Don’t look now, Californians, but your taxes are about to go way up – or else. Excerpt:
California’s projected budget deficit has ballooned to $16 billion, much larger than predicted just four months ago, Gov. Jerry Brown said Saturday as he warned of draconian cuts to schools and public safety if voters don’t approve his November tax-hike measure.
The governor said the shortfall grew from $9.2 billion in January in part because tax collections are sluggish and the economy hasn’t recovered as quickly as expected. The deficit also has soared because lawsuits and federal requirements have blocked billions of dollars in state cuts to social programs, Brown said.
“This means we will have to go much farther and make cuts far greater than I asked for at the beginning of the year,” Brown said in an online video.
Mr Hollande plans to implement a 75pc tax rate on earnings over €1m (£800,000), on top of a 45pc rate for people making €150,000 or more. He is also expected to raise “wealth taxes” on property assets and end his predecessor’s tax incentives to lure bankers back home.In addition, France’s high earners feel increasingly unwelcome in a country now led by a man who has admitted: “I don’t like the rich.” So where are they looking? London.
This is not just about rich people being selfish. Consider the labor costs of doing business in France:
But not all the concern is about a punishing tax regime, according to those French already here in London. Stéphane Rambosson, managing partner at consultants Veni Partners, argues Hollande’s arrival bodes ill for business.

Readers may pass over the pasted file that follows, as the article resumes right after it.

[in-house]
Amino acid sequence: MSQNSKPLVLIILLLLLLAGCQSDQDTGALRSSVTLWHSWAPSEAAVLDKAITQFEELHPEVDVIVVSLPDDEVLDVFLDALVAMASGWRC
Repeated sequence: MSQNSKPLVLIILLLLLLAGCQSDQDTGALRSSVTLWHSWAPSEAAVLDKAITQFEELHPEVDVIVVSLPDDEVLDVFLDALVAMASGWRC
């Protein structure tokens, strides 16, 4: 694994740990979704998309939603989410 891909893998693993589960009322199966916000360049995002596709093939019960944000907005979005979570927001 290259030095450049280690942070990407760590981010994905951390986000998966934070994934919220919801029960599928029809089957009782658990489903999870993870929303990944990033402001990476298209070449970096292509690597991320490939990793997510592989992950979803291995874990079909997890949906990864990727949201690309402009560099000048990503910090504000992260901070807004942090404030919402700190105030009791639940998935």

“You have to have a very specific reason to have a business in France instead of the UK, for example access to skilled workers or the need to be very close to clients,” he said. “Sarkozy had implemented reduction in social changes to increase competitiveness in France. Such changes will disappear and labour costs, which are huge, are likely to rise.
“If you pay an employee say £100,000 in London the equivalent in France is already over £170,000, simply due to costs. Administration and the regulatory framework is also very complicated.”
(Funny that wealthy French are considering making themselves tax exiles to the UK. I bet Keith Richards and Mick Jagger are getting a kick out of that.)
So, again, a philosophical question: at what point do you decide that personal financial considerations overcome your sense of loyalty to your home country? When does your government tax you out of patriotism? Is it ever morally right to renounce one’s country because of a tax burden one considers confiscatory? I can see it, if one concludes that the government is taking so much of your income that it imperils the financial security of your family. And I can see it on basic principles of fairness. If my government were taking three out of every four dollars I earned, I would find that hard to take for long. Our situation in the US is nothing like what they’re facing in France, but I still winced the other day when I told my wife I had just signed on for a small, sideline writing gig. She said, “Well, I hope you’re doing it for love, because I’m pretty sure every penny of that is going to taxes.”
This France situation sticks in my craw because as a general matter, I dislike and distrust that Davos-class of international elites who feel no loyalty to any country, only their financial interests. That said, if I were a rich man in Paris, and was facing that kind of tax bill, I have to admit that I would seriously think about becoming a tax exile. Not saying I would do it — I would have to think through the moral and philosophical considerations — but I would at least consider it.
So, my question to the room: At what point is making oneself a tax exile morally acceptable?